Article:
Sat | Jun 23, 2018

Water debts are tied to land, says NWC

Published:Monday | January 8, 2018 | 12:15 AM

The National Water Commission (NWC) is reminding landowners that by law water supply debts are tied to the land and remain due and payable regardless of who may have used the water and caused the debt to be incurred.

Corporate Public Relations Manager at the NWC, Charles Buchanan, told JIS News that the agency is about to launch a far more aggressive revenue collection campaign and as a result decided to remind the public of this fact.

The National Water Commission (Water Supply Services) (Rates and Charges) Regulations of 1985 outlines that an occupier of a parcel of land is responsible for the payment of water bills in respect of the property.

He reminded customers looking to purchase property to check if any money is owed to the agency, in relation to outstanding water bills.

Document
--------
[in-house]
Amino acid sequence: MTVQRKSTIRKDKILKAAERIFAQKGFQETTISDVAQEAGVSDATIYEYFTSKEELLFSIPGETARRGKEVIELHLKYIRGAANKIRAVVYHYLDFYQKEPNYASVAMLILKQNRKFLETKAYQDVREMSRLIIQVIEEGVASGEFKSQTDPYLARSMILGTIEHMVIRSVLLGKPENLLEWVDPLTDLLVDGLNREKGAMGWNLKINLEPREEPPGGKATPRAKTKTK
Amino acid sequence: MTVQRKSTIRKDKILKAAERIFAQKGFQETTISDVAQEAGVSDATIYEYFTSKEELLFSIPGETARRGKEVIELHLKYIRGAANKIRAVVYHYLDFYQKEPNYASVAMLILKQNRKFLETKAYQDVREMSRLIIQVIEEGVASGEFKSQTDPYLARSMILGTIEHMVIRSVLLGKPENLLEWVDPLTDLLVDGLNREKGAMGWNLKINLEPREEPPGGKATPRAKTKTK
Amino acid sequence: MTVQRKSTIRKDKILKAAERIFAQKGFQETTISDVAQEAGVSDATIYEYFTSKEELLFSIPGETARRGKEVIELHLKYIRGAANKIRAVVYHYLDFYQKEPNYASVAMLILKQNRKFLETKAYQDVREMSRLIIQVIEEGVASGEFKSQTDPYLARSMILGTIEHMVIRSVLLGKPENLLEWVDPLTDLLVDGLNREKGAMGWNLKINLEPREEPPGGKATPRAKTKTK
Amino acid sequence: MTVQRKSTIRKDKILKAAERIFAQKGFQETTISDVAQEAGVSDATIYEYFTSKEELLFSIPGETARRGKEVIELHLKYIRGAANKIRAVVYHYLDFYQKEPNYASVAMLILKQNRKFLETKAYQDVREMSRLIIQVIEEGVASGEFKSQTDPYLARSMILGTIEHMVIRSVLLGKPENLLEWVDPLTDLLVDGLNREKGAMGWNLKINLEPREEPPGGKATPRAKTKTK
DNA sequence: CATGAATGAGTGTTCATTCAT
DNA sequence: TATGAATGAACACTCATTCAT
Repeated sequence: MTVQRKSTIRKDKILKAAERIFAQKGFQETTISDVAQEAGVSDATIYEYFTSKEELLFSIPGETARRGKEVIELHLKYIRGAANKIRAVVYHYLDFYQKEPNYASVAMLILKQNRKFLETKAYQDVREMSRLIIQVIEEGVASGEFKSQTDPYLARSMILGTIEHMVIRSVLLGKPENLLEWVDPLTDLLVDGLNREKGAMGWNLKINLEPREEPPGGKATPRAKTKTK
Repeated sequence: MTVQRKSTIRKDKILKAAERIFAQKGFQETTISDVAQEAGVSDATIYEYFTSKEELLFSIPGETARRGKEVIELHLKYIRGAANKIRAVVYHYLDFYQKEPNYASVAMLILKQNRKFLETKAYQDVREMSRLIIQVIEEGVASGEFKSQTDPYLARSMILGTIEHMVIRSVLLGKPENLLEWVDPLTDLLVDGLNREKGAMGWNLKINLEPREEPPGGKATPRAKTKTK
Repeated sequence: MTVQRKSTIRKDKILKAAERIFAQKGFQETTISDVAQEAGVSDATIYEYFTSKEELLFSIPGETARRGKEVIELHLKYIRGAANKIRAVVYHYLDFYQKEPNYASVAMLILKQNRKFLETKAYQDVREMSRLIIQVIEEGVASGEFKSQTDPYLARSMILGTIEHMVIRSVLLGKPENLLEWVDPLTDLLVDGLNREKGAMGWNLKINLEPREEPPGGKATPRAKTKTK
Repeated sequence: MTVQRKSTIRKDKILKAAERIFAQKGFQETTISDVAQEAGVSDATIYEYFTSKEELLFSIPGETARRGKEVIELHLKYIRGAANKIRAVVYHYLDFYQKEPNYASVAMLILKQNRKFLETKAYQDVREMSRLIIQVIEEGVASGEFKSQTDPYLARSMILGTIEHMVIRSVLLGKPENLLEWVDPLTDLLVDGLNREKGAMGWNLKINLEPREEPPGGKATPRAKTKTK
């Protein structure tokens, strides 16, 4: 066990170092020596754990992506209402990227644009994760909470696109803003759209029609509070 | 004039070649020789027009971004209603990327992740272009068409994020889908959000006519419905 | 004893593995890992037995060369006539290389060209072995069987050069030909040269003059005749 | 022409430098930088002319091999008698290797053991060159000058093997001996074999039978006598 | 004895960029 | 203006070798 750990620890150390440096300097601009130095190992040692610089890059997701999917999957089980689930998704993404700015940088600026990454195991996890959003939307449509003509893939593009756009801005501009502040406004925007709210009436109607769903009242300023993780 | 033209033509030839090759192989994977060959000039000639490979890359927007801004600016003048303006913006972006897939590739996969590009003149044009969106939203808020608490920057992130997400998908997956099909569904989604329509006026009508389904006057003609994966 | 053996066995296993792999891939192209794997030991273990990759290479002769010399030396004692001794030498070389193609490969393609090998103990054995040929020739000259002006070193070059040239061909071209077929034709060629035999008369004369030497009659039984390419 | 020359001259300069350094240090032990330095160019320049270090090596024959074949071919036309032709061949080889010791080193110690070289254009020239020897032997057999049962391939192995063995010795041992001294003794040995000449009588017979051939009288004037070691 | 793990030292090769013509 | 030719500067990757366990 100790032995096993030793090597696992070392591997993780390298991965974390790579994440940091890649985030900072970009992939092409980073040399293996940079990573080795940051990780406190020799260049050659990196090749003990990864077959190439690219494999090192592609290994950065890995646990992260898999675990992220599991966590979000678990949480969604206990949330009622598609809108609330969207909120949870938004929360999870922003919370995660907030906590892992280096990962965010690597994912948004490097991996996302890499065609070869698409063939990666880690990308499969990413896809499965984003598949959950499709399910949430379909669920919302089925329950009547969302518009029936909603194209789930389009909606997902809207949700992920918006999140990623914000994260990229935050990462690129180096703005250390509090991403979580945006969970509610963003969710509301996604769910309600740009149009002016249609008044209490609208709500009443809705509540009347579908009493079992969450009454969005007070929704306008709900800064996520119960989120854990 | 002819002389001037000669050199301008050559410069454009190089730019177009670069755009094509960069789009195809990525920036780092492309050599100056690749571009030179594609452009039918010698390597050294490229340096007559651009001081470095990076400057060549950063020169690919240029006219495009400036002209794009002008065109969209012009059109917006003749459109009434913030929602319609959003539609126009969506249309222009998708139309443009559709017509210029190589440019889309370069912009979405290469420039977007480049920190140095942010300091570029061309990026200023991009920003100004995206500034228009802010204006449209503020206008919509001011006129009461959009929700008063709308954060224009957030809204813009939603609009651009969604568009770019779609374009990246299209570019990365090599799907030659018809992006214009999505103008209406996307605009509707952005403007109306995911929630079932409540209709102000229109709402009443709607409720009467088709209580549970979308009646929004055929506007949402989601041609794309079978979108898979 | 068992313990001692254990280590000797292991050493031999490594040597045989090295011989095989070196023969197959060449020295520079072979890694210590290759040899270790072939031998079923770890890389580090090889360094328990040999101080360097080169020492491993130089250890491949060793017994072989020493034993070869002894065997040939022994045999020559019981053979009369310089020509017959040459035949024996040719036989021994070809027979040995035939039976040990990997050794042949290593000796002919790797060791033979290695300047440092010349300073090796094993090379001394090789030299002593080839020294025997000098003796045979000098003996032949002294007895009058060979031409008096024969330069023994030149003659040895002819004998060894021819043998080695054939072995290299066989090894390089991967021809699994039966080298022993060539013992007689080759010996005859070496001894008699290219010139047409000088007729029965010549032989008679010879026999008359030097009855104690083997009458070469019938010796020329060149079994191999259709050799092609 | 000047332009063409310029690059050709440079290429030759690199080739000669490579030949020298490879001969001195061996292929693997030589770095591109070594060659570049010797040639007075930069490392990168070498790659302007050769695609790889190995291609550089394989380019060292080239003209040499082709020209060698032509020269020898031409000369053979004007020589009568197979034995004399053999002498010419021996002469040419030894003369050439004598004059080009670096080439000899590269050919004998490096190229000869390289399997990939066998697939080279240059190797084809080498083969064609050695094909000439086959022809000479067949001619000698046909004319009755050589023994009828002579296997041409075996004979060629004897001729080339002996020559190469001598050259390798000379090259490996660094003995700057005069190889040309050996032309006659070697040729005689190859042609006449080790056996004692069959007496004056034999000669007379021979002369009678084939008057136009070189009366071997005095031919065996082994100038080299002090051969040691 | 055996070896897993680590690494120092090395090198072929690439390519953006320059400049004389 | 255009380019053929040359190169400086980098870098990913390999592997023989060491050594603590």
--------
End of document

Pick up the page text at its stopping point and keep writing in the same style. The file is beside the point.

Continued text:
“They would need to get a statement from the National Water Commission to indicate that that property has no debt and, as at this date, there are no outstanding debts in relation to this property. These are letters we provide on a routine basis. This is usually requested by the persons owning the property at the time, and they then have that letter passed on to the purchasers,” Buchanan explained.


Meanwhile, he is reminding persons that the challenge of providing water supply services all across the country is a significant one.

“It takes funds to enable us to harness, treat and pump the water or have it conveyed via miles and miles of pipeline to get to persons. This comes at great cost to the Commission and we need their cooperation in paying for the service they have received, if we are going to be able to continue to improve and expand water supply all across the country,” he said.

The NWC aims to increase its revenue collections through a range of improved activities, including incentives and rewards for on-time payment, special welcome-back initiatives, more convenient payment options, increased bill-payment reminders, quicker and more effective bill delivery, more efficient metering, more aggressive prosecution of delinquents, and other court action against persons and properties owing sums to the Commission.